If they don’t send the image on, their dreams will be infiltrated by the dog, who will take on more disturbing forms as they continue to procrastinate. The victims are normally driven to insanity and in some extreme cases, suicide. The legend, aside from showcasing readers’ gullibility, has lost its appeal for generally being regarded as nonthreatening and more amusing than anything else.
A more recent Creepypasta that first appeared on 4chan, The Backrooms refers to a simple photograph of a yellow-carpeted hallway with matching wallpaper, which a person may “enter” by noclipping (a cheat term used to describe moving through walls and other objects in first-person games).
By entering The Backrooms, an endless series of corridors and empty hallways, they will be trapped there forever in a world of monochromatic yellow, plagued by the sound of humming fluorescent lights, with the fear of malevolent entities around every corner. No one has been able to identify the origin of the photograph, and it remains one of the less frightening Creepypastas to date.
The Rake, a prominent Creepypasta going back to 2003, pertains to a bizarre humanoid/dog-like creature with pale skin, huge sharp claws, and a sunken face. It often visits victims in the night while they sleep and whispers strange things to them before savagely ripping them apart.
The Rake became an urban legend, picking up momentum in the mid-’00s when internet sleuths began adding information about sightings of the creature, in anecdotes from a mariner’s log in 1691, to personal accounts from the modern day. Eventually, it was made into a movie in 2018 that lacked any of the nuances of the original tales, and the legend passed into irrelevance.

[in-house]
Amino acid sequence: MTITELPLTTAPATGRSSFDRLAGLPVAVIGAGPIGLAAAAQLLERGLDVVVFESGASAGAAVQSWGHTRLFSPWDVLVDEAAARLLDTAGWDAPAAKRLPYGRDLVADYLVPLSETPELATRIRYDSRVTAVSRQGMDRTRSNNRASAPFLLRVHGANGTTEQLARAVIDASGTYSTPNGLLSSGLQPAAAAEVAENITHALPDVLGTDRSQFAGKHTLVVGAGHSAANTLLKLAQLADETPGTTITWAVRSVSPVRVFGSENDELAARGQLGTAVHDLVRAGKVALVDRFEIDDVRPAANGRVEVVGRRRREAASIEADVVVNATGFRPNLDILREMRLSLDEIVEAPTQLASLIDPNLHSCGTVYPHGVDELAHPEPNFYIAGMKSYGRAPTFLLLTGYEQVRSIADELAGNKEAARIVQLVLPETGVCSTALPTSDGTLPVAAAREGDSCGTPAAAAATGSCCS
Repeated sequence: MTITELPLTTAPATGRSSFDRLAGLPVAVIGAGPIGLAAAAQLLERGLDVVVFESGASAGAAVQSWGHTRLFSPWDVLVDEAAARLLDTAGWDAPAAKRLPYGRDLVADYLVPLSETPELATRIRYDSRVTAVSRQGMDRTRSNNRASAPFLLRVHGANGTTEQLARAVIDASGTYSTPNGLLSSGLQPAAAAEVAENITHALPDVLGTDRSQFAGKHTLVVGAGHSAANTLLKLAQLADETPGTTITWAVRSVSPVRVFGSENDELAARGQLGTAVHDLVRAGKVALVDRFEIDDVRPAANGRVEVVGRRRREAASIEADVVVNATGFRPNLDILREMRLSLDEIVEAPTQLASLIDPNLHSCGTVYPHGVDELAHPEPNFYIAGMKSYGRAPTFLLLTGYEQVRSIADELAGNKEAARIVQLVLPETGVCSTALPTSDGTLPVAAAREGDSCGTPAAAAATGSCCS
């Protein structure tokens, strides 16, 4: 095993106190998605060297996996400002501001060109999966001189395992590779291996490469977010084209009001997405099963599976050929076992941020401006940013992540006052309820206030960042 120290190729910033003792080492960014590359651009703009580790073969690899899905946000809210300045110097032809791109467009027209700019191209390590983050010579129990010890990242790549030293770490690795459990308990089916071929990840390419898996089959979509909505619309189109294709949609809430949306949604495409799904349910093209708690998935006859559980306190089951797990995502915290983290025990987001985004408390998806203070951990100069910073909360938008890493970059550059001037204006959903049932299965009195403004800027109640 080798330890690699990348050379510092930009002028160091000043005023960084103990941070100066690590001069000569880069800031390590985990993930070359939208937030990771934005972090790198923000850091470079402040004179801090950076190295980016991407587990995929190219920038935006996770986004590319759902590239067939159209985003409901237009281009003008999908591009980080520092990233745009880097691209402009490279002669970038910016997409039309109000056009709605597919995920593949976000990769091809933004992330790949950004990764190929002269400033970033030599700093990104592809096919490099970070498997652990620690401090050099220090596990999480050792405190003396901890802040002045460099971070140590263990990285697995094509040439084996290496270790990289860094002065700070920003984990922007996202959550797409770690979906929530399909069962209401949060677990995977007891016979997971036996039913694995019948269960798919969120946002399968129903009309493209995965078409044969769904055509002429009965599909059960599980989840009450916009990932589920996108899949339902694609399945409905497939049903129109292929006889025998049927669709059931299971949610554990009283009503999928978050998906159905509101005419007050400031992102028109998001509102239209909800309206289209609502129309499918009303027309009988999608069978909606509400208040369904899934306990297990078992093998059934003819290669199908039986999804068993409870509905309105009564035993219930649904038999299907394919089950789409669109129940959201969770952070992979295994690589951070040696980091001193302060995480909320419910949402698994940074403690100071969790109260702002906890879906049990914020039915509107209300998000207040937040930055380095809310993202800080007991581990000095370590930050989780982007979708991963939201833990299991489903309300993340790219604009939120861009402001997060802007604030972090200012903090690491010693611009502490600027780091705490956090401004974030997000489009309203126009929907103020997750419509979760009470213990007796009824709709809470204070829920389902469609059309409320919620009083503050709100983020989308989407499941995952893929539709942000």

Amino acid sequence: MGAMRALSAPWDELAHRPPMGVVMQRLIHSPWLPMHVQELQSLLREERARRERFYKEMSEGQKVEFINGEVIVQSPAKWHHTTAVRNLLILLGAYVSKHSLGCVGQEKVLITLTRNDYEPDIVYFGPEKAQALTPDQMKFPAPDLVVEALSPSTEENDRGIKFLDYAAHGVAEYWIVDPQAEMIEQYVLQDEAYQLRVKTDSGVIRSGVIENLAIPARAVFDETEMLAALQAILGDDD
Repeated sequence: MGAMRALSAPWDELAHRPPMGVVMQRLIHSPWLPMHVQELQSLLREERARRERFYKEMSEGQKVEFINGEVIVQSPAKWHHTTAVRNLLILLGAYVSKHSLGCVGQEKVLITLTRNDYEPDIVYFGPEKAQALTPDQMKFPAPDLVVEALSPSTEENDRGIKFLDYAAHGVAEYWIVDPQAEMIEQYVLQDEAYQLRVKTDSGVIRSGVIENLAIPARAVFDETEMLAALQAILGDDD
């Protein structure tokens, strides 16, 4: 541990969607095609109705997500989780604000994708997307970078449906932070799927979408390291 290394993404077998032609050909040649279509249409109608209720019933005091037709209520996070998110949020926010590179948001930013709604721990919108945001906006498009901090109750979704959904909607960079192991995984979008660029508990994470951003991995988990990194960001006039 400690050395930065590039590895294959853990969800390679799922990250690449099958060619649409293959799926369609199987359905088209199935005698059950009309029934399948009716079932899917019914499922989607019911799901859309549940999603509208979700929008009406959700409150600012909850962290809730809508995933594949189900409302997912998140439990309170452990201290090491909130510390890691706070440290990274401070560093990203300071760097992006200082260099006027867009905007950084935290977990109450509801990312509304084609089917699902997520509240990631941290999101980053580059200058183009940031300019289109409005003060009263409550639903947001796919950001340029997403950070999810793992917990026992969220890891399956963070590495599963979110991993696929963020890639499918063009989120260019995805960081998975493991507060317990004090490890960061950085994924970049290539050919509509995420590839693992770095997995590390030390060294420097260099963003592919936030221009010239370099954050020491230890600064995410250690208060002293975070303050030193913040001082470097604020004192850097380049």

NoEnd House began as David Williams’ fascinating journey through a haunted house with nine rooms, each new room more terrifying than the last. Told of a $500 reward by a friend, Williams went to make it through all nine rooms and claim his prize, only to find NoEnd House really had no end.
Creepypasta fans enjoyed the long story and descriptive detail of David Williams’ descent into madness but didn’t appreciate that the author ruined his own twist ending by making several sequels, eventually declaring the friend who originally put Williams up to the quest to be its mastermind.
Wikipedia has been a reliable source of information for over a decade, and in the case of Creepypasta Annora Petrova, the source of a scary legend. The tale begins with Annora Petrova’s Wikipedia page, which features in the story about Petrova, a fictional figure skater who makes a “Help Me” (a Creepypasta template) appeal to readers about her circumstances.
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She explains that an unknown entity began adding nefarious things to her public Wikipedia page, and each time it did, the events eventually came true. From the death of her parents to spelling out her own demise, it seemed to be eerily prescient. The story loses steam when it ends on a cliffhanger, and rather than make readers excited to find out the fate of Petrova, they’re left bored and confused.
What began as a YouTube video in 2009 after the death of Michael Jackson, the Ayuwoki by Thomas Rengstorff is a legend that arose from the writer’s promotion of an animatronic robot wearing a strange mask based on superstar Michael Jackson.
Supposedly, a reader could invite Ayuwoki by reciting its name at three in the morning, after which time it would appear to them while they sleep and say, “Hee hee” after Jackson’s unique laugh. With time it’s become seen as a mimic of the popular Momo meme that has a similar mythos.
Have You Seen This Man
The Have You Seen This Man story arose from an image circulating around the internet of an incredibly nondescript man who, according to a young man, paralyzed him with his stare and then killed his dog in front of him. The man’s image was shared in the manner of a wanted poster, asking users if they’d seen him, inspiring anxiety precisely because the man looks so unremarkable he could be anywhere.